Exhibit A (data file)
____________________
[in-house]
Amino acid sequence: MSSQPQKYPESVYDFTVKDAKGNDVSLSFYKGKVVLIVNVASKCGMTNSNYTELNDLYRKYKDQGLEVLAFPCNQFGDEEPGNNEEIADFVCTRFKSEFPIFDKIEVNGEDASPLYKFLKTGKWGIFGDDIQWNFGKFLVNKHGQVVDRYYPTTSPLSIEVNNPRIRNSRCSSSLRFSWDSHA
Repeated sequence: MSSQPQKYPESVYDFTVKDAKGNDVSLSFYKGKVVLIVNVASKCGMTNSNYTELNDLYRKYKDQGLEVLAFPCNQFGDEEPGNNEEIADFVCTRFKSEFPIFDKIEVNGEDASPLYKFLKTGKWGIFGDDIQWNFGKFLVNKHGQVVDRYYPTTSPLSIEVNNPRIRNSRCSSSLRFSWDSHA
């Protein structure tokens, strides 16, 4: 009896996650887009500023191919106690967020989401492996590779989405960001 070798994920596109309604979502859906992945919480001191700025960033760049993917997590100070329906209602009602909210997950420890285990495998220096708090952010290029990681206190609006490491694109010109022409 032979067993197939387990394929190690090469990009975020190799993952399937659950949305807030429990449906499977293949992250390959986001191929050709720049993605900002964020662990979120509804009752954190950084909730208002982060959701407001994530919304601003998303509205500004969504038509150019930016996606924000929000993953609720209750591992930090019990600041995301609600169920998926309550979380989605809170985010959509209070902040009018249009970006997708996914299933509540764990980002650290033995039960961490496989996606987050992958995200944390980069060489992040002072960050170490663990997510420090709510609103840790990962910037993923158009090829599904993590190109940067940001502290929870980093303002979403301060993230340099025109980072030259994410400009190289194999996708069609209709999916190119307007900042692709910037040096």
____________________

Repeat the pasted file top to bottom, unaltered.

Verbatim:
[in-house]
Amino acid sequence: MSSQPQKYPESVYDFTVKDAKGNDVSLSFYKGKVVLIVNVASKCGMTNSNYTELNDLYRKYKDQGLEVLAFPCNQFGDEEPGNNEEIADFVCTRFKSEFPIFDKIEVNGEDASPLYKFLKTGKWGIFGDDIQWNFGKFLVNKHGQVVDRYYPTTSPLSIEVNNPRIRNSRCSSSLRFSWDSHA
Repeated sequence: MSSQPQKYPESVYDFTVKDAKGNDVSLSFYKGKVVLIVNVASKCGMTNSNYTELNDLYRKYKDQGLEVLAFPCNQFGDEEPGNNEEIADFVCTRFKSEFPIFDKIEVNGEDASPLYKFLKTGKWGIFGDDIQWNFGKFLVNKHGQVVDRYYPTTSPLSIEVNNPRIRNSRCSSSLRFSWDSHA
């Protein structure tokens, strides 16, 4: 009896996650887009500023191919106690967020989401492996590779989405960001 070798994920596109309604979502859906992945919480001191700025960033760049993917997590100070329906209602009602909210997950420890285990495998220096708090952010290029990681206190609006490491694109010109022409 032979067993197939387990394929190690090469990009975020190799993952399937659950949305807030429990449906499977293949992250390959986001191929050709720049993605900002964020662990979120509804009752954190950084909730208002982060959701407001994530919304601003998303509205500004969504038509150019930016996606924000929000993953609720209750591992930090019990600041995301609600169920998926309550979380989605809170985010959509209070902040009018249009970006997708996914299933509540764990980002650290033995039960961490496989996606987050992958995200944390980069060489992040002072960050170490663990997510420090709510609103840790990962910037993923158009090829599904993590190109940067940001502290929870980093303002979403301060993230340099025109980072030259994410400009190289194999996708069609209709999916190119307007900042692709910037040096």